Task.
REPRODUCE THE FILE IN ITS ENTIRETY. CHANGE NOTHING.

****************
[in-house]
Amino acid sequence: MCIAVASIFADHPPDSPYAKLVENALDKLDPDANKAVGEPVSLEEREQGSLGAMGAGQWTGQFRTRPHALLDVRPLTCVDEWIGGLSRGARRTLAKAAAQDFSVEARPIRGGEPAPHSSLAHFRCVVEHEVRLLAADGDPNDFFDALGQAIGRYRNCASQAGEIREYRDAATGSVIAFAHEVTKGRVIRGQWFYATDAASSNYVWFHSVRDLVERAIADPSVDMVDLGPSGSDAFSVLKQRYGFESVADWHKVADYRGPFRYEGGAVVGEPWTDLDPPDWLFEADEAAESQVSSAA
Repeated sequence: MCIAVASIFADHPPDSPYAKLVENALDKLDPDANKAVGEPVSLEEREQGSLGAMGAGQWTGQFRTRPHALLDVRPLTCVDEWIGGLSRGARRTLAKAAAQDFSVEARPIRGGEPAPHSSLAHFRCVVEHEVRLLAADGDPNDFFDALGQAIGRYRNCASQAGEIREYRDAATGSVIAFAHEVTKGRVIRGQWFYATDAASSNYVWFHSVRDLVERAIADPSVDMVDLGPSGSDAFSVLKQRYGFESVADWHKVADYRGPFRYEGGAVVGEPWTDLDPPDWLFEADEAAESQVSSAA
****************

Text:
[in-house]
Amino acid sequence: MCIAVASIFADHPPDSPYAKLVENALDKLDPDANKAVGEPVSLEEREQGSLGAMGAGQWTGQFRTRPHALLDVRPLTCVDEWIGGLSRGARRTLAKAAAQDFSVEARPIRGGEPAPHSSLAHFRCVVEHEVRLLAADGDPNDFFDALGQAIGRYRNCASQAGEIREYRDAATGSVIAFAHEVTKGRVIRGQWFYATDAASSNYVWFHSVRDLVERAIADPSVDMVDLGPSGSDAFSVLKQRYGFESVADWHKVADYRGPFRYEGGAVVGEPWTDLDPPDWLFEADEAAESQVSSAA
Repeated sequence: MCIAVASIFADHPPDSPYAKLVENALDKLDPDANKAVGEPVSLEEREQGSLGAMGAGQWTGQFRTRPHALLDVRPLTCVDEWIGGLSRGARRTLAKAAAQDFSVEARPIRGGEPAPHSSLAHFRCVVEHEVRLLAADGDPNDFFDALGQAIGRYRNCASQAGEIREYRDAATGSVIAFAHEVTKGRVIRGQWFYATDAASSNYVWFHSVRDLVERAIADPSVDMVDLGPSGSDAFSVLKQRYGFESVADWHKVADYRGPFRYEGGAVVGEPWTDLDPPDWLFEADEAAESQVSSAA